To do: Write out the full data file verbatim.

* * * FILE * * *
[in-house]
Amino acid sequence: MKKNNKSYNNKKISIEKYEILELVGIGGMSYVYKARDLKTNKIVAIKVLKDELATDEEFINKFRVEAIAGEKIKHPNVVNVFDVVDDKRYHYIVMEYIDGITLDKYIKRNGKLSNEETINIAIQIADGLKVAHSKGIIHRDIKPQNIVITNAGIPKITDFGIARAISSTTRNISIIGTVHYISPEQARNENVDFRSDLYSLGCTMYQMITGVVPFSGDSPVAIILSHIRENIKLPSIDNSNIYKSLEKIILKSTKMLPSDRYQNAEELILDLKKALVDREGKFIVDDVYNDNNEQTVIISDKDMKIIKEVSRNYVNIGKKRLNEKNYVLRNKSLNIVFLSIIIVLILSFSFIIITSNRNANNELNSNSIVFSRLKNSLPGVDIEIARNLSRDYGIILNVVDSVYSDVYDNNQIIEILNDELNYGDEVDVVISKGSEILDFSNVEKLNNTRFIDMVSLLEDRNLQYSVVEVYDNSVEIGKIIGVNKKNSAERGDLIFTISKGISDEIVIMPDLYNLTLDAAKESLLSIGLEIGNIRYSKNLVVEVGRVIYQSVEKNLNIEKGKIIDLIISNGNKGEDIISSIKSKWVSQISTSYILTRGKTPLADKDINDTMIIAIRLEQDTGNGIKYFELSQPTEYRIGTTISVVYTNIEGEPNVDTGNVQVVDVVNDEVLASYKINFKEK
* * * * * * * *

[in-house]
Amino acid sequence: MKKNNKSYNNKKISIEKYEILELVGIGGMSYVYKARDLKTNKIVAIKVLKDELATDEEFINKFRVEAIAGEKIKHPNVVNVFDVVDDKRYHYIVMEYIDGITLDKYIKRNGKLSNEETINIAIQIADGLKVAHSKGIIHRDIKPQNIVITNAGIPKITDFGIARAISSTTRNISIIGTVHYISPEQARNENVDFRSDLYSLGCTMYQMITGVVPFSGDSPVAIILSHIRENIKLPSIDNSNIYKSLEKIILKSTKMLPSDRYQNAEELILDLKKALVDREGKFIVDDVYNDNNEQTVIISDKDMKIIKEVSRNYVNIGKKRLNEKNYVLRNKSLNIVFLSIIIVLILSFSFIIITSNRNANNELNSNSIVFSRLKNSLPGVDIEIARNLSRDYGIILNVVDSVYSDVYDNNQIIEILNDELNYGDEVDVVISKGSEILDFSNVEKLNNTRFIDMVSLLEDRNLQYSVVEVYDNSVEIGKIIGVNKKNSAERGDLIFTISKGISDEIVIMPDLYNLTLDAAKESLLSIGLEIGNIRYSKNLVVEVGRVIYQSVEKNLNIEKGKIIDLIISNGNKGEDIISSIKSKWVSQISTSYILTRGKTPLADKDINDTMIIAIRLEQDTGNGIKYFELSQPTEYRIGTTISVVYTNIEGEPNVDTGNVQVVDVVNDEVLASYKINFKEK